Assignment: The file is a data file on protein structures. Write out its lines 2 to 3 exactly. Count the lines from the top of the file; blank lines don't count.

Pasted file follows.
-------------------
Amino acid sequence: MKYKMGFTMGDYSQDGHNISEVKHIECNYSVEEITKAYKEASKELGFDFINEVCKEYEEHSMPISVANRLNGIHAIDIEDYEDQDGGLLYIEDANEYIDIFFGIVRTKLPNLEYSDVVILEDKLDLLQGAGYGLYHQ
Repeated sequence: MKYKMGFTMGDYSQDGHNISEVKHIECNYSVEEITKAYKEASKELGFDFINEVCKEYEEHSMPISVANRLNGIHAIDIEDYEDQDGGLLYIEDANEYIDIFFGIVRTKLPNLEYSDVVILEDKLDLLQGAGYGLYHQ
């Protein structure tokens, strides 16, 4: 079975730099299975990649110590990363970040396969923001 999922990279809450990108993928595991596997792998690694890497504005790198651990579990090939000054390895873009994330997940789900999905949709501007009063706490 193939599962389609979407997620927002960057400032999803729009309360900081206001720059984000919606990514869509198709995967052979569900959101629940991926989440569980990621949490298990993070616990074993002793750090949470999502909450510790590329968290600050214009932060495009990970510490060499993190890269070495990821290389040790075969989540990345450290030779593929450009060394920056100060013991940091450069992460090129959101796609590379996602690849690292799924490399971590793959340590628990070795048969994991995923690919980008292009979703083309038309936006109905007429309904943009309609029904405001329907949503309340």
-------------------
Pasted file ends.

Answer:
Repeated sequence: MKYKMGFTMGDYSQDGHNISEVKHIECNYSVEEITKAYKEASKELGFDFINEVCKEYEEHSMPISVANRLNGIHAIDIEDYEDQDGGLLYIEDANEYIDIFFGIVRTKLPNLEYSDVVILEDKLDLLQGAGYGLYHQ
């Protein structure tokens, strides 16, 4: 079975730099299975990649110590990363970040396969923001 999922990279809450990108993928595991596997792998690694890497504005790198651990579990090939000054390895873009994330997940789900999905949709501007009063706490 193939599962389609979407997620927002960057400032999803729009309360900081206001720059984000919606990514869509198709995967052979569900959101629940991926989440569980990621949490298990993070616990074993002793750090949470999502909450510790590329968290600050214009932060495009990970510490060499993190890269070495990821290389040790075969989540990345450290030779593929450009060394920056100060013991940091450069992460090129959101796609590379996602690849690292799924490399971590793959340590628990070795048969994991995923690919980008292009979703083309038309936006109905007429309904943009309609029904405001329907949503309340």